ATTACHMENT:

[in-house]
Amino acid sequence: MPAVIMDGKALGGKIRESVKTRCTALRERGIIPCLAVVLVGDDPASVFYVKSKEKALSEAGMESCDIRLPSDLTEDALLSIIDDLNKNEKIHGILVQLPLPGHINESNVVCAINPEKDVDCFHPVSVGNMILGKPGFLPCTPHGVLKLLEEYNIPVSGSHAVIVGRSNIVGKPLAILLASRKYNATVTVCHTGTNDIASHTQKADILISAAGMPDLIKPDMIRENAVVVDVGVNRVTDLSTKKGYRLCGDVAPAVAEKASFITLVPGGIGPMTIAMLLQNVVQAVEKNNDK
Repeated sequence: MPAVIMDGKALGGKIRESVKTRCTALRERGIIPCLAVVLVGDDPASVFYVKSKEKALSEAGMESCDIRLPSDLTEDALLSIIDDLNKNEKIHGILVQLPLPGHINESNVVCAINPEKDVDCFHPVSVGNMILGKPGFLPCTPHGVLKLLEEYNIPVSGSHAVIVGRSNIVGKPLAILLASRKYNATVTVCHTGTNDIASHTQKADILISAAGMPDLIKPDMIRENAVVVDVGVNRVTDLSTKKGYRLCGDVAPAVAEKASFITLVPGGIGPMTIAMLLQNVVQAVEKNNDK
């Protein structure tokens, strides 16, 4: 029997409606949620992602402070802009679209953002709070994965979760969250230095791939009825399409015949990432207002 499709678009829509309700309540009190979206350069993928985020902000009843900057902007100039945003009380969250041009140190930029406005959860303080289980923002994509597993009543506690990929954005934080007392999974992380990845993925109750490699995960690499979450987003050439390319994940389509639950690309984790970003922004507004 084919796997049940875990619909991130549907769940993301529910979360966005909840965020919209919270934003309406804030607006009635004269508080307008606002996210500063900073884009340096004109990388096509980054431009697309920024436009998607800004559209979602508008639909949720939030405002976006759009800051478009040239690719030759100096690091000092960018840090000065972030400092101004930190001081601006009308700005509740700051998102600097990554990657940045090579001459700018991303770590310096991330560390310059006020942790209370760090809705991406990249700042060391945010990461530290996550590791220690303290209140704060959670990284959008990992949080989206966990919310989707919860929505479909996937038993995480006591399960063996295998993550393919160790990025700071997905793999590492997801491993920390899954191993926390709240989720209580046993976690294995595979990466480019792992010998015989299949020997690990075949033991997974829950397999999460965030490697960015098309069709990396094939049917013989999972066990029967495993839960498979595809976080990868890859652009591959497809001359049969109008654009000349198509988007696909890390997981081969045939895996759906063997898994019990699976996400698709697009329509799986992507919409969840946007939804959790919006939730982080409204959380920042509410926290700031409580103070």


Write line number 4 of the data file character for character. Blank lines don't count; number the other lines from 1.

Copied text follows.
């Protein structure tokens, strides 16, 4: 029997409606949620992602402070802009679209953002709070994965979760969250230095791939009825399409015949990432207002 499709678009829509309700309540009190979206350069993928985020902000009843900057902007100039945003009380969250041009140190930029406005959860303080289980923002994509597993009543506690990929954005934080007392999974992380990845993925109750490699995960690499979450987003050439390319994940389509639950690309984790970003922004507004 084919796997049940875990619909991130549907769940993301529910979360966005909840965020919209919270934003309406804030607006009635004269508080307008606002996210500063900073884009340096004109990388096509980054431009697309920024436009998607800004559209979602508008639909949720939030405002976006759009800051478009040239690719030759100096690091000092960018840090000065972030400092101004930190001081601006009308700005509740700051998102600097990554990657940045090579001459700018991303770590310096991330560390310059006020942790209370760090809705991406990249700042060391945010990461530290996550590791220690303290209140704060959670990284959008990992949080989206966990919310989707919860929505479909996937038993995480006591399960063996295998993550393919160790990025700071997905793999590492997801491993920390899954191993926390709240989720209580046993976690294995595979990466480019792992010998015989299949020997690990075949033991997974829950397999999460965030490697960015098309069709990396094939049917013989999972066990029967495993839960498979595809976080990868890859652009591959497809001359049969109008654009000349198509988007696909890390997981081969045939895996759906063997898994019990699976996400698709697009329509799986992507919409969840946007939804959790919006939730982080409204959380920042509410926290700031409580103070």